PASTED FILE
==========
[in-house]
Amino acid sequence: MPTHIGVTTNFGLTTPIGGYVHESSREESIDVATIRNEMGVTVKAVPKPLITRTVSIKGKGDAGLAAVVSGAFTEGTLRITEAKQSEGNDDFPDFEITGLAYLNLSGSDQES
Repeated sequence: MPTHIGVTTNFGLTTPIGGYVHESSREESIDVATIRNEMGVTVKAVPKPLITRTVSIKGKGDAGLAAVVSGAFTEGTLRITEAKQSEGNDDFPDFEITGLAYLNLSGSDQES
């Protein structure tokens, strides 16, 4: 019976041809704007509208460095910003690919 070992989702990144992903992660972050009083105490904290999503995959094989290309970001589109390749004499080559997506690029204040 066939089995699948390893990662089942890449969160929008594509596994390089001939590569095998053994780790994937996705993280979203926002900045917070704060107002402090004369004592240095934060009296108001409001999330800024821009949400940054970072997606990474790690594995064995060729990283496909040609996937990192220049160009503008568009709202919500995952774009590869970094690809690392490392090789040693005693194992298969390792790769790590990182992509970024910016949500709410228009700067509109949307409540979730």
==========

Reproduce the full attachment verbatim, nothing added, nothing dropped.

[in-house]
Amino acid sequence: MPTHIGVTTNFGLTTPIGGYVHESSREESIDVATIRNEMGVTVKAVPKPLITRTVSIKGKGDAGLAAVVSGAFTEGTLRITEAKQSEGNDDFPDFEITGLAYLNLSGSDQES
Repeated sequence: MPTHIGVTTNFGLTTPIGGYVHESSREESIDVATIRNEMGVTVKAVPKPLITRTVSIKGKGDAGLAAVVSGAFTEGTLRITEAKQSEGNDDFPDFEITGLAYLNLSGSDQES
């Protein structure tokens, strides 16, 4: 019976041809704007509208460095910003690919 070992989702990144992903992660972050009083105490904290999503995959094989290309970001589109390749004499080559997506690029204040 066939089995699948390893990662089942890449969160929008594509596994390089001939590569095998053994780790994937996705993280979203926002900045917070704060107002402090004369004592240095934060009296108001409001999330800024821009949400940054970072997606990474790690594995064995060729990283496909040609996937990192220049160009503008568009709202919500995952774009590869970094690809690392490392090789040693005693194992298969390792790769790590990182992509970024910016949500709410228009700067509109949307409540979730």